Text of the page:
Updated: Mar 11
A full elevator modernization is expensive, but there are other solutions that may be more tailored to your budget. Buildings magazine has suggestions on how you can cut down on elevator energy waste with some less expensive alternatives.
Start by getting a handle on how much energy your elevators use by sub-metering the equipment or conducting an audit. This practice results in the most accurate measurements and some utilities will subsidize energy efficiency.
Next, consider replacing the components responsible for the most energy use, like the drive system. Older drives, such as motor generator sets, run semi-continuously, which can be very inefficient and contribute to a large waste of energy. Older drives lack the capability to push clean power back into the building. Therefore, energy is dissipated through heat, so older machines require HVAC to prevent equipment from overheating.
Other small scale solutions include replacing the lights, the starter and controllers. LEDs or other high-efficiency, low-heat lighting provide a quick payoff. LED push buttons are also available. According to the article in Buildings, you can expect to save $300-500 per year by replacing the starter. A smart starter also protects against poor quality power that can lead to brownouts. If you’re considering a larger-scale project, check to see if code will allow adding controllers with standby mode that enables the elevator to either shut off or reduce lighting and HVAC while the elevator is unoccupied.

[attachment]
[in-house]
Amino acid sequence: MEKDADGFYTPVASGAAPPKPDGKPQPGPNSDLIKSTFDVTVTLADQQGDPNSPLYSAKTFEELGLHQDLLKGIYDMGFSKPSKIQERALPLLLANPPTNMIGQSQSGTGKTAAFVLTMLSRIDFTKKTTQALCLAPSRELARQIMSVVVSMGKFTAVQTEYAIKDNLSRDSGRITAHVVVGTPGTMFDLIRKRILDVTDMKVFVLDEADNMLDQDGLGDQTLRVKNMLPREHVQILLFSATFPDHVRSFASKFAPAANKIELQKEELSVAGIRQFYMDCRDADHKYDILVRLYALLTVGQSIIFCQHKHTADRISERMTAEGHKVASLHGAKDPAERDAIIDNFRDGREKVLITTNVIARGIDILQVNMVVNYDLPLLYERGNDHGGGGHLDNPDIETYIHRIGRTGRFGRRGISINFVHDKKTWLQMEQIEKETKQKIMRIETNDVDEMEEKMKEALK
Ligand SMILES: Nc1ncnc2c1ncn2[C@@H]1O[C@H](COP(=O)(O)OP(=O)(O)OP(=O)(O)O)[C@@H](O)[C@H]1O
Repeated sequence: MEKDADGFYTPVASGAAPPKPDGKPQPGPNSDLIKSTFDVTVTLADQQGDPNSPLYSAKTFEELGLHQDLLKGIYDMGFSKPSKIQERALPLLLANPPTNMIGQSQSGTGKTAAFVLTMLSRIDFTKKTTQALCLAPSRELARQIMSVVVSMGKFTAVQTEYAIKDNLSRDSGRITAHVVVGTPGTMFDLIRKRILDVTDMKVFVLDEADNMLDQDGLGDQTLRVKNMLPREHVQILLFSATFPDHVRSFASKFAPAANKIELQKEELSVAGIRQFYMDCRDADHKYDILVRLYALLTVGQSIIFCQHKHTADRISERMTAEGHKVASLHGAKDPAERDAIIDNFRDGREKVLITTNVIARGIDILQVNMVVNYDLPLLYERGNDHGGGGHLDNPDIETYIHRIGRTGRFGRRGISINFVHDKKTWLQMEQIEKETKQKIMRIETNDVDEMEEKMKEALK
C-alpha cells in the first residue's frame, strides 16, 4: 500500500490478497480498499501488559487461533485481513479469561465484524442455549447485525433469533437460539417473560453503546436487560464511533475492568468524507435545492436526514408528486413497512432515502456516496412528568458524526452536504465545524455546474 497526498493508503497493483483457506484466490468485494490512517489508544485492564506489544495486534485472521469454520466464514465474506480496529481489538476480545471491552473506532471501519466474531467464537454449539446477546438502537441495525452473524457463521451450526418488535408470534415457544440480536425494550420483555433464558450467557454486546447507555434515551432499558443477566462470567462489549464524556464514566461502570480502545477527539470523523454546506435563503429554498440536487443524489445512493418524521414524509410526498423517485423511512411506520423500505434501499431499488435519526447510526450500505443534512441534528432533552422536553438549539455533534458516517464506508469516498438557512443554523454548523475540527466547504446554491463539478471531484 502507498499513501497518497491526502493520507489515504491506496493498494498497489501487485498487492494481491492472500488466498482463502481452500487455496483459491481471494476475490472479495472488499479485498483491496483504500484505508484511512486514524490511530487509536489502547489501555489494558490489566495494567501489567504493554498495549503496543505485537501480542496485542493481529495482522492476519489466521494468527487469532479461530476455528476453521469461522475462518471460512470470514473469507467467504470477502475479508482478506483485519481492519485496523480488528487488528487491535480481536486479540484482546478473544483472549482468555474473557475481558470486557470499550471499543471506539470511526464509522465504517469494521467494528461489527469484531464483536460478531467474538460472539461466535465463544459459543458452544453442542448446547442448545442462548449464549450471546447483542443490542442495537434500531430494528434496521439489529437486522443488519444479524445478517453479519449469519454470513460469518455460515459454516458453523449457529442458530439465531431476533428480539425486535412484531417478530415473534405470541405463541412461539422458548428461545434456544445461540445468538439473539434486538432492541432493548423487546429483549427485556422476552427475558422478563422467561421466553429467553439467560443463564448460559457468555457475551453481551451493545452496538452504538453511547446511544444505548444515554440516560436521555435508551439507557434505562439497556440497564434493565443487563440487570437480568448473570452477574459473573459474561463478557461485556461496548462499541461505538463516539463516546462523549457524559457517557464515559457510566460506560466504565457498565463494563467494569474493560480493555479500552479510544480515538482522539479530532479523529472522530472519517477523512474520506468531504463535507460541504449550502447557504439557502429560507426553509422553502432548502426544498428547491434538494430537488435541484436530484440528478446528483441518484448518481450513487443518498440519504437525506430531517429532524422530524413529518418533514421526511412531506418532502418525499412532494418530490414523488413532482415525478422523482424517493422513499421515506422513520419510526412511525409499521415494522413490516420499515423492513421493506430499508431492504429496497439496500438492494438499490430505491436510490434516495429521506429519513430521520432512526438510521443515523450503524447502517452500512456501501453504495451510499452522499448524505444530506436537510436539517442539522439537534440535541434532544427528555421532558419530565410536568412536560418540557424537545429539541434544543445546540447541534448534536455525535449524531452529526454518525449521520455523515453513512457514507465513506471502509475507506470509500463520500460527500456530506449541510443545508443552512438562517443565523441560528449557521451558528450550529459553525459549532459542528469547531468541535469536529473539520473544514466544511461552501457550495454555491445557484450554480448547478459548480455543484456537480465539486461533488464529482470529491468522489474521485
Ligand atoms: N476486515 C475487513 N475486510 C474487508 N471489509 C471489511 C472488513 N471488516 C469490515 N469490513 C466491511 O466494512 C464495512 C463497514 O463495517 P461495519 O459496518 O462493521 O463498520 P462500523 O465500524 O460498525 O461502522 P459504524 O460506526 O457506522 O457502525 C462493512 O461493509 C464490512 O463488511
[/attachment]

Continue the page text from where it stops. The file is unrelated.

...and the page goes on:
You don't have to take on the entire modernization all at once. Instead, phase in more substantial improvements to make them more affordable. For instance, start by replacing the DC motor with an AC motor and change out the drive mechanisms. Then, upgrade the cab interiors. Another upgrade that benefits both you and your tenants are regenerative drives that reclaim the energy created while braking or slowing down and fuel it back into the building. Consider adding smart control that groups passengers in the most efficient way, reducing the number of stops for all riders.
Got an older geared elevator? A geared to gearless modernization eliminates the motor generator, reducing noise levels and power consumption.
So why spend the money? An inefficient elevator isn’t just an energy hog – its wasteful operation is a red flag for bigger, more expensive problems. A poorly functioning elevator can cause headaches in both the short and long term by inconveniencing building occupants.
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